While you can’t always eliminate dishonesty from the workplace, a staff handbook sets clear expectations relating to employee responsibilities. For help reducing your risk of employee disputes, speak to us today.
Performance ratings up 8% for every extra 10 hours of leave taken!
When you need to improve workplace performance, encourage your staff to go on holiday! According to accounting firm Ernst & Young, employees’ annual performance ratings increased by 8% for every additional 10 hours of leave taken.
If your business is quiet over Christmas, you might close for a fixed number of days or weeks. The average Australian only has five days’ holiday remaining at the end of each year. But, around 5.3m workers will take, on average, 8.3 days of enforced leave this Christmas.
Compulsory time off means some employees see their leave balances dip into the negative. This makes it harder for them to take time off throughout the year, and it presents a financial risk for your business.
One solution is to develop flexible working arrangements for your employees, so they stay refreshed and productive all year long. Get in touch to discuss how flexible working arrangements could benefit your business.
Research reveals best incentives to increase productivity
Have you wondered about the best incentives to increase productivity or encourage specific behaviours in your workplace? Getting it wrong can be costly and can cause the opposite outcome, leaving staff feeling unmotivated and less engaged.
UK print company, Purely Digital decided to poll workers around the nation to learn which incentives were most valued. Here’s what the survey revealed:
- 39.1% ‘Small financial reward’
- 36.9% ‘More annual leave’
- 16% ‘Activity days’
- 15% ‘Free product’
More money and leave are rewards that give workers greater freedom of choice, which could account for their popularity.
But, regardless of the rewards, does a short-term employee incentive scheme bring about real change or does it only produce short-term results?
If you’re looking to increase productivity and workplace engagement over the long-term, consider offering options such as flexible working. Ask us how to develop rewarding employee benefit schemes.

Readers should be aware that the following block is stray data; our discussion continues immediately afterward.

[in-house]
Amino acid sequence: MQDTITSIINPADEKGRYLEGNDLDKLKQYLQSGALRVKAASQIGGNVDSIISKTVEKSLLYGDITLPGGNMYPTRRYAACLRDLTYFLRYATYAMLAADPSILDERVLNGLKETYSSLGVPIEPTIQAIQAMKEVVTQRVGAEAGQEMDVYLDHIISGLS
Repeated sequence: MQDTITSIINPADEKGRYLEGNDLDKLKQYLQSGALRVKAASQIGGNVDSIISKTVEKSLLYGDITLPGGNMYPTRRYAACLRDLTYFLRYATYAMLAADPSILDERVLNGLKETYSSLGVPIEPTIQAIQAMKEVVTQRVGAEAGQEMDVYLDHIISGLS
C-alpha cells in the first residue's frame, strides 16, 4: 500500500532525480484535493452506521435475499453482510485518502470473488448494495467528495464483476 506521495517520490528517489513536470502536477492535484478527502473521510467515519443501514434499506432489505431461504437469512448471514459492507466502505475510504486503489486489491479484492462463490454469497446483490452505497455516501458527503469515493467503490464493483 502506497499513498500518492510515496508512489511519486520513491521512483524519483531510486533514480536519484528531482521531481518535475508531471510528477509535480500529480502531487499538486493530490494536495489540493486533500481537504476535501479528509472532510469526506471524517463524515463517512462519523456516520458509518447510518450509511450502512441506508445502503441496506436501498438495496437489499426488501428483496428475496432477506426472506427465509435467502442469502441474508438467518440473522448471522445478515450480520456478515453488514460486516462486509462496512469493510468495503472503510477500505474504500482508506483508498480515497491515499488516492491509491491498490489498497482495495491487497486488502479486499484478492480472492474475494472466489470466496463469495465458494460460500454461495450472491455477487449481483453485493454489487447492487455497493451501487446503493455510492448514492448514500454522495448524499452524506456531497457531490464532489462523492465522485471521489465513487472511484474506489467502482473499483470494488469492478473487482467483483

Staff money worries cost businesses $33bn in lost productivity
Although, ‘Christmas comes but once a year’, for some the financial hangover lasts longer than the festivities.
After Christmas, staff can feel worried and anxious about their finances as they face the reality of their seasonal spending.
This can affect their productivity and behaviour at work, or even their ability to go to work. AMP’s most recent Financial Wellness report reveals Australians experiencing financial stress lose 6.9 hours of productivity per week. And they miss four days from work each year due to stress-related illnesses.
If you want to support your staff and reduce the impact employee financial stress has on your workplace, why not consider:
- offering flexibility on pay dates after Christmas
- offering payday advances
- talking to staff about practical ways your business can help them focus on work and worry less about money
As you head into 2018 – don’t forget your recruitment planning
As Christmas approaches, don’t forget about your staffing requirements for 2018! Adding this to your to-do list now can save you time and help you get organised for the new year.
Ideally, forecasting staffing levels and recruitment needs should form part of your business planning for each new year. It can also serve as a prompt to review your onboarding processes while looking for opportunities to improve or streamline them.
We can assist with recruiting and onboarding new staff. Why not give us a call? We’ll help you get the new year off to the best start possible.